Knowledge provided by local stakeholders such as non-governmental organizations, academics, civil servants, journalists, and fishers can be valuable for evaluating the effectiveness of countries’ marine protected areas (MPAs).
In a recent paper published in the journal Sustainability, researchers with the Sea Around Us initiative at the University of British Columbia’s Institute for the Oceans and Fisheries present a first-of-its-kind approach that involves incorporating qualitative information into a global, hard-data database to get a better understanding of the actual level of protection of each country’s MPAs.
Such qualitative information emerges from both scientific and grey literature and,
especially, from the observations of over 800 stakeholders regarding at least one marine
protected area in their respective country’s Exclusive Economic Zones.
“First, we bridged the detailed fisheries data in the Sea Around Us database and website with other MPA databases. Then, we enriched those data with information from peer-reviewed and other types of publications, as well as local stakeholders’ perceptions to get more rounded evidence on the level of protection of each MPA,” said Veronica Relano, a PhD candidate with the Sea Around Us and lead author of the study. “Our objective was to get an initial look into what MPAs are effective and which are ‘paper parks,’ meaning, legally designated but not effective.”
In response to over 3,000 emails Relano and her co-authors sent out to different stakeholders, 41% provided information on the level of protection in their respective countries’ MPAs. Of those, 814 were asked to answer a one-question questionnaire similar to the service satisfaction polls travellers get when passing through some airports. The goal was that each respondent, independently of origin or background, could answer what they thought was the fishing intensity in an MPA in their country, with possible responses being ‘no fishing,’ ‘light fishing,’ ‘moderate fishing’ and ‘very intense fishing.’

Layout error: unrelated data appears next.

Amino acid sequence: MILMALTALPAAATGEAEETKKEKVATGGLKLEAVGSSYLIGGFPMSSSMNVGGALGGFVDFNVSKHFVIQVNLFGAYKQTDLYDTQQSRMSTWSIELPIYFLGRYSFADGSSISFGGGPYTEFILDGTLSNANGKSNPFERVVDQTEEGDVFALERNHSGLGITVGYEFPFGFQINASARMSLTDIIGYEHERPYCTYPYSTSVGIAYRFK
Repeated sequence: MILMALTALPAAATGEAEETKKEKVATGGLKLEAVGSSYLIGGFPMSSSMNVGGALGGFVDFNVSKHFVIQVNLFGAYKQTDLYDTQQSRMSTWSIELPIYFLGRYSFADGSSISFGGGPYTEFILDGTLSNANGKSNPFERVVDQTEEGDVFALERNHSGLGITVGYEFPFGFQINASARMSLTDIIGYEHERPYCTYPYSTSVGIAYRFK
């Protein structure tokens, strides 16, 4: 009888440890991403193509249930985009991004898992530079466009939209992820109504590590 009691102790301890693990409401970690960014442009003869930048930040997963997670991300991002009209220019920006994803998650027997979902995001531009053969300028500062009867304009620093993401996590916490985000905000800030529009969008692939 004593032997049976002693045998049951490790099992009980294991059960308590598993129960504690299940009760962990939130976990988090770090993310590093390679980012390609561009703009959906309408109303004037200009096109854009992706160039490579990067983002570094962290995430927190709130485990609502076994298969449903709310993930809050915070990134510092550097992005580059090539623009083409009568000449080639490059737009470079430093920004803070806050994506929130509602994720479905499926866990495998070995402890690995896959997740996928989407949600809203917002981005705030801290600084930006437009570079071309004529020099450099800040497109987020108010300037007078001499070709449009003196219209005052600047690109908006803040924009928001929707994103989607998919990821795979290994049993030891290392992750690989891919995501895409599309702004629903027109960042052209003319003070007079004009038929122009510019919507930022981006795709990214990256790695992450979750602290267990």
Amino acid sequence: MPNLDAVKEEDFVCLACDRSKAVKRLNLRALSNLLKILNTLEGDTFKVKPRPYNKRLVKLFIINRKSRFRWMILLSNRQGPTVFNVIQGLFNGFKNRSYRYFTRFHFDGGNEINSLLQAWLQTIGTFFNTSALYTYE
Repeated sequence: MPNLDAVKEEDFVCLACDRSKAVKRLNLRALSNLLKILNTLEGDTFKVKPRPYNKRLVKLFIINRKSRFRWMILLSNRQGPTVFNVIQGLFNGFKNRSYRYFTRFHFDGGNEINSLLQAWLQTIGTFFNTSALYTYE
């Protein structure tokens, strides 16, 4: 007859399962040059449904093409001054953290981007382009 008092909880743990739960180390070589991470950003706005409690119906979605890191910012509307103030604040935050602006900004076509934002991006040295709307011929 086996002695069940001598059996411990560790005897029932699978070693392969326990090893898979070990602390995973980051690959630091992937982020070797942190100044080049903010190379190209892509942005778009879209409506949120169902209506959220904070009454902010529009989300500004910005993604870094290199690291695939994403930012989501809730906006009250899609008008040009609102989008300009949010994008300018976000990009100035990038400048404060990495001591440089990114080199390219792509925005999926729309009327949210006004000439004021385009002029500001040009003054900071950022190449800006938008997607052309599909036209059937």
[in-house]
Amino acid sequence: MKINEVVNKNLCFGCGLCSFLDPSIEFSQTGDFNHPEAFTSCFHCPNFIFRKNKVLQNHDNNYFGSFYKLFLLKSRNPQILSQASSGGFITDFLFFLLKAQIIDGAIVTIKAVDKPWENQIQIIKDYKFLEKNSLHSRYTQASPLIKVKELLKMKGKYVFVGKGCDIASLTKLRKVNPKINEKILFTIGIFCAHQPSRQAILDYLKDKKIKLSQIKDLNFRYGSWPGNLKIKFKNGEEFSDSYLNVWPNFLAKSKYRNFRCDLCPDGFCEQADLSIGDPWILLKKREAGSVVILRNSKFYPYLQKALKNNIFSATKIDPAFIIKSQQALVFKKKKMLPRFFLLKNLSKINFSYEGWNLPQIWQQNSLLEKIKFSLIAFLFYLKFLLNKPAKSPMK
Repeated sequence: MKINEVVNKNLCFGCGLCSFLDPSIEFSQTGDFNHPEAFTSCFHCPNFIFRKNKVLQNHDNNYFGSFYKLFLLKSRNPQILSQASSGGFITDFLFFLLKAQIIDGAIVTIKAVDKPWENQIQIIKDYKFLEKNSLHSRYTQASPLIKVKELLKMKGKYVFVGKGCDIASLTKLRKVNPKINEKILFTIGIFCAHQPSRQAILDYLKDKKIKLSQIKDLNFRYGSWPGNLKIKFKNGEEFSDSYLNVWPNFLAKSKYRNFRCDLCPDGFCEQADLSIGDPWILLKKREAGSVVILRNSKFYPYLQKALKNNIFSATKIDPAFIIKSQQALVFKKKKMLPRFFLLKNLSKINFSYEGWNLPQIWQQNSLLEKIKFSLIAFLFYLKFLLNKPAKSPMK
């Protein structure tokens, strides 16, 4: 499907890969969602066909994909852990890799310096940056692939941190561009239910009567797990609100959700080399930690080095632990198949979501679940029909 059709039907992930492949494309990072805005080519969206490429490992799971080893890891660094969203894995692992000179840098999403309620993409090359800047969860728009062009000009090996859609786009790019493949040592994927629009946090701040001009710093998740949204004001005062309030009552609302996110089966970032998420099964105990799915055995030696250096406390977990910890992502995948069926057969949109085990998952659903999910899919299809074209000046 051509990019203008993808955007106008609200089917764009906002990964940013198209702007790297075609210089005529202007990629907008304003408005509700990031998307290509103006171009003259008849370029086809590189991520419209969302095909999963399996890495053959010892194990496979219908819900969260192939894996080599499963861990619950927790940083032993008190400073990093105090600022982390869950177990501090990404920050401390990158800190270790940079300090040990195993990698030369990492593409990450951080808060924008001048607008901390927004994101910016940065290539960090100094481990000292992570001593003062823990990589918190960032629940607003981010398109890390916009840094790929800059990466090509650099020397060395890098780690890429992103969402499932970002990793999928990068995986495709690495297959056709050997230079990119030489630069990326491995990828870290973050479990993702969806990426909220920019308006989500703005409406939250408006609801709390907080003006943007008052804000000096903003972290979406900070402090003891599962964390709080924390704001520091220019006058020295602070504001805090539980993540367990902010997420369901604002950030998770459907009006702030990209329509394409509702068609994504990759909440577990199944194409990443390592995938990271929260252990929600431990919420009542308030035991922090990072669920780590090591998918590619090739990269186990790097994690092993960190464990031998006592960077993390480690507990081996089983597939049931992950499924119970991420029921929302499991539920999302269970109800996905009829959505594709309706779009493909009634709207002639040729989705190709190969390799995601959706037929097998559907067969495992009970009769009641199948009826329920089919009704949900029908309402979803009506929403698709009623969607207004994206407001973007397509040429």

“If within a no-take MPA in which no fishing should occur, most of the respondents from the different stakeholder groups reply ‘moderate’ or ‘very intense fishing,’ we might be dealing with a potential paper park,” Relano said. “In contrast, if for a no-take MPA most of the respondents reply ‘light fishing’ or ‘no fishing,’ the confidence of having a de facto MPA is quite high.”
Once all responses were analyzed, the resulting information was incorporated into the Sea Around Us website and presented as country-level MPA pages. For most countries, one major MPA is presented in terms of its area, official designation, and level of protection, as assessed in the published literature and via the questionnaire sent to local stakeholders.
“The method that we used here is the very first step to identifying potential ‘paper parks,’ which then would need further research to confirm or not the conclusions drawn from the stakeholders’ statements,” said Daniel Pauly, co-author of the study and the Sea Around Us principal investigator. “For now, the new product we are presenting provides a more comprehensive understanding of the conservation status of our oceans.”
The paper “Stakeholder perceptions can distinguish ‘paper parks’ from Marine Protected Areas” appeared in Sustainability, doi: https://doi.org/10.3390/su14159655